This time we gave up in disgust and replaced the majority of the broken wood fencing with laurel bushes, at a cost of £190 compared to not much less than £1000 if we’d replaced the fence using the same old stuff. The plants sway and bend in the wind but they won’t break and are easy to trim into shape. And they’re wildlife friendly, a great hiding place for birds and insects.
‘Hit and miss’ garden fencing does the trick
For privacy’s sake we still needed a 12 foot expanse of fence at the house end of the back garden, but this time we chose special wind-resistant fencing that is, apparently, very popular in windy places and lasts longer than the usual cheap stuff.
It’s called ‘hit and miss’ fencing, AKA ventilation panels, and I must admit it makes our original garden fencing seem pretty pathetic. The frame is both morticed and tenoned for extra strength and the design lets a percentage of the wind pass harmlessly through the panel instead of making it act like a tremendous sail and putting pressure on the posts. There’s a double layer of slats placed cleverly in relation to one another so there’s plenty of privacy, but the wind can still slip through – which means there’s a lot less wind resistance.
Hit and miss wood fence panel boards can run either vertically or horizontally, and you can even get a chevron design. They all do the same job, it’s just a matter of taste. The fence panels have a profiled timber frame, not just nailed slats. All the fixings are stainless steel. The wood is planed all round and you can even buy matching garden gates. I don’t think I’ve ever seen anything quite so solid. It’s remarkable stuff.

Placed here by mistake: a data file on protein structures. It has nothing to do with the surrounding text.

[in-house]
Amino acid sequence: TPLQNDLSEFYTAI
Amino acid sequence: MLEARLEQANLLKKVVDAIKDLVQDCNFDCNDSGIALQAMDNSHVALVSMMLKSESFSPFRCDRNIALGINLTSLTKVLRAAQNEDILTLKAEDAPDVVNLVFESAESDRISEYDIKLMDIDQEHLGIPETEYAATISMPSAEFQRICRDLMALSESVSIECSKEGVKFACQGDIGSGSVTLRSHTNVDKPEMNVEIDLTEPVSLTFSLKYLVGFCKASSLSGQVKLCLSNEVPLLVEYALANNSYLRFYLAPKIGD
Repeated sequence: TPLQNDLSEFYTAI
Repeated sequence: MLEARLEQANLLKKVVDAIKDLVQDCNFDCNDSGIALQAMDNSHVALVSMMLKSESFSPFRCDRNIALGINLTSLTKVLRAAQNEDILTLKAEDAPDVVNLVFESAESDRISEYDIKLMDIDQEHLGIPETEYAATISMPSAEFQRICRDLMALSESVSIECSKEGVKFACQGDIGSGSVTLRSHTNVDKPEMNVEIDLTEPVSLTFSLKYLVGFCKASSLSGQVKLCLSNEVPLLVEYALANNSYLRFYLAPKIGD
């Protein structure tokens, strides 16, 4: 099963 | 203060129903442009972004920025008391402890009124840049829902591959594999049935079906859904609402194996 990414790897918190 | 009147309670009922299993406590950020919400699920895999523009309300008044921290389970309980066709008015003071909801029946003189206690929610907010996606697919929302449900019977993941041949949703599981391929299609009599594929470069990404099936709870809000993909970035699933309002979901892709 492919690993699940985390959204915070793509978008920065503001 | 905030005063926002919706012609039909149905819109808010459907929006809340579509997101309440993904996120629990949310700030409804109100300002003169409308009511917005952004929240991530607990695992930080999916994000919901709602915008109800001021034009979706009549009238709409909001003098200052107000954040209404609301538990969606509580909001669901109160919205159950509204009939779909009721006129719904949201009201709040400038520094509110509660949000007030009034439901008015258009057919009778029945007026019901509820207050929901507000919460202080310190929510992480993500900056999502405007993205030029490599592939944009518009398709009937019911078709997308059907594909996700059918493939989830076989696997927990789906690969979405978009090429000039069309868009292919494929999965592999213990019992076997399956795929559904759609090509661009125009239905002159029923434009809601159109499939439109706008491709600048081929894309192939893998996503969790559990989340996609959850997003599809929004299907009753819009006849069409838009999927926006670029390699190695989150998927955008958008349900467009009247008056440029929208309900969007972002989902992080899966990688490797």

Compared to many of the wooden fences we see around our way, some of which we’ve included in this post, it looks like this one is designed to last.
An expensive but reliable solution
Although the two panels and three posts we bought came in at well over £300, they feel reassuringly rugged and haven’t budged an inch so far, despite a series of seriously violent winter gales. The posts are much more chunky and strong than ordinary posts, too.
An expensive solution, perhaps, but at least it means we don’t have to lie awake fretting every time there’s a breeze, wondering which bit of our garden fencing will collapse next. It’s worth the money for the peace of mind alone. Thanks to Jacksons Fencing, although you can buy hit and miss from most good fencing suppliers.
So…once you’ve fitted the best garden fencing solution for your home, in your location, how do you keep it in the best possible condition for the longest time?